|'Creeping' advisory jurisdiction of international courts and tribunals? The case of the International Tribunal for the Law of the Sea|Ruys, T.; Soete, A. (2016). 'Creeping' advisory jurisdiction of international courts and tribunals? The case of the International Tribunal for the Law of the Sea. Leiden Journal of International Law 29(1): 155-176. dx.doi.org/10.1017/S0922156515000692
In: Leiden Journal of International Law. Cambridge University Press: Cambridge. ISSN 0922-1565, more
International Tribunal for the Law of the Sea; ITLOS; advisory opinion;advisory jurisdiction; UNCLOS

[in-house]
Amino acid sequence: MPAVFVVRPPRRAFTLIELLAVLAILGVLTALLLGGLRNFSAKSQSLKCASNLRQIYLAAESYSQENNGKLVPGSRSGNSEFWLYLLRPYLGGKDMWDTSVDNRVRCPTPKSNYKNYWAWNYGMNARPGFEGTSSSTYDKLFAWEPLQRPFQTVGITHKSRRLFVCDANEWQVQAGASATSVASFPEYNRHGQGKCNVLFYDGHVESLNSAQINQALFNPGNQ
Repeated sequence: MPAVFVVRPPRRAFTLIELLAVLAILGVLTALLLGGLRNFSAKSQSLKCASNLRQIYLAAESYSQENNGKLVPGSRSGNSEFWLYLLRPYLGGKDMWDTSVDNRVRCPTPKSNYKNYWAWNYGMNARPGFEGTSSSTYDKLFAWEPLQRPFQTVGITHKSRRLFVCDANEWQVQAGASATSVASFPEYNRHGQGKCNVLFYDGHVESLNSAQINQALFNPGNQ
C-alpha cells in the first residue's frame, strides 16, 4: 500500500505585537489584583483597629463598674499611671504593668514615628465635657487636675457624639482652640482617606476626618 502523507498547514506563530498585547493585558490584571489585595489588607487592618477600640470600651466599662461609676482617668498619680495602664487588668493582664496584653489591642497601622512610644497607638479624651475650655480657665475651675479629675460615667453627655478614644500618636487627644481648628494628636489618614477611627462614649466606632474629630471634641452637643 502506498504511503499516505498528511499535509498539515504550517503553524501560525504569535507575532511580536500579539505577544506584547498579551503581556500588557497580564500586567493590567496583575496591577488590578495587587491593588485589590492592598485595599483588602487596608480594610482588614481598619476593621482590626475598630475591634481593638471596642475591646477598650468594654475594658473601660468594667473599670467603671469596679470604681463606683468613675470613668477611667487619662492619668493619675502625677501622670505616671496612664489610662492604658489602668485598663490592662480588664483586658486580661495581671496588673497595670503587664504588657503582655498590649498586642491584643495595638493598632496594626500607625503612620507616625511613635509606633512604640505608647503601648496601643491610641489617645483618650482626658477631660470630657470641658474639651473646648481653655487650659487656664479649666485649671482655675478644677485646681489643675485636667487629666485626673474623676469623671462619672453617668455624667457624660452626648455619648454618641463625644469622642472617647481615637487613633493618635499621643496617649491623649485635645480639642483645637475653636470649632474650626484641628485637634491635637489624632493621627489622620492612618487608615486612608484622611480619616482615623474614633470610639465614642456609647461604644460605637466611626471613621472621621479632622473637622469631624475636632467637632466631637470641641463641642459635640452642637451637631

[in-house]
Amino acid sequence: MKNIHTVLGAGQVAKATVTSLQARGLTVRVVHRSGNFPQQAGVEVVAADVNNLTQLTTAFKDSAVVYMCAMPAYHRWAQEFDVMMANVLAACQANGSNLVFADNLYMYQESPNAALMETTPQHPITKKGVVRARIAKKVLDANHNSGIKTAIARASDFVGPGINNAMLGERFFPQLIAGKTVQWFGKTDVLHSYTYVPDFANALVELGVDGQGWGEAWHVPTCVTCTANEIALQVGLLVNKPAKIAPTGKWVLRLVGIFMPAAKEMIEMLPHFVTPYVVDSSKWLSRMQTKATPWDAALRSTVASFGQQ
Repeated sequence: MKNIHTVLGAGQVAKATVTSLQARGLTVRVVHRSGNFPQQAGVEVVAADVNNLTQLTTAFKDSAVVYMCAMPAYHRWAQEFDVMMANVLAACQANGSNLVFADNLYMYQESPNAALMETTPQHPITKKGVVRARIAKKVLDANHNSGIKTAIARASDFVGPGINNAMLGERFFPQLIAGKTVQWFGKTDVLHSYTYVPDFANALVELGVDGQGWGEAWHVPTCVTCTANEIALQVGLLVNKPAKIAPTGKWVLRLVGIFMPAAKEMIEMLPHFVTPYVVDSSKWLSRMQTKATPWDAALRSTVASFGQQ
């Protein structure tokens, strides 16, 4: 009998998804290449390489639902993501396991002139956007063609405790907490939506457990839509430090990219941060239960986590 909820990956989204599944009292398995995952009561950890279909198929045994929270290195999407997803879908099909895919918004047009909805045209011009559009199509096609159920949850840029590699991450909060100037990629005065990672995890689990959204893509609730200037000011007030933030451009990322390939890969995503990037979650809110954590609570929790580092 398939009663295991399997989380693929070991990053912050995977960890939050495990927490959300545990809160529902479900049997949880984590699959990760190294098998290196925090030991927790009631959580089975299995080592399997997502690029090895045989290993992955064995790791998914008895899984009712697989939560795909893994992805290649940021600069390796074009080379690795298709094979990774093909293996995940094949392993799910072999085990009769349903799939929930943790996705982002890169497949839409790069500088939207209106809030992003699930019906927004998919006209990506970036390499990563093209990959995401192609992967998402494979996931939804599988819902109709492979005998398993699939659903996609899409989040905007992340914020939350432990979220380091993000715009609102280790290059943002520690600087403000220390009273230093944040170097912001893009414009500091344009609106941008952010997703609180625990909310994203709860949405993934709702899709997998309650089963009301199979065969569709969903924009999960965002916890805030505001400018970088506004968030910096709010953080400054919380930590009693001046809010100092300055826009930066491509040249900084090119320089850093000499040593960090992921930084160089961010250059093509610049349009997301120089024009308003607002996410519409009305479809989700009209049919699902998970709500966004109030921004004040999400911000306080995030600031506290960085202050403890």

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On 2 April 2015, the full International Tribunal for the Law of the Sea (ITLOS) rendered its first advisory opinion in reply to a request of the Sub-Regional Fisheries Commission regarding illegal, unreported and unregulated fishing. Unlike any other court or tribunal with advisory competence, including the Seabed Disputes Chamber, ITLOS' advisory jurisdiction is not explicitly enshrined in its constituent instrument, but was rather asserted in the Tribunal's, homemade, rules of procedure. In spite of strong objections from various states, ITLOS affirmed a broad advisory jurisdiction ratione materiae and personae, and found that there were no compelling reasons to exercise its discretionary power to dismiss the request. The request and the Tribunal's handling thereof raise interesting questions regarding the opportunities and risks inherent to, and the outer limits of, the advisory jurisdiction of international courts and tribunals. This contribution takes a look at the advisory jurisdiction of the full Tribunal, having regard to the experiences of other international courts and tribunals.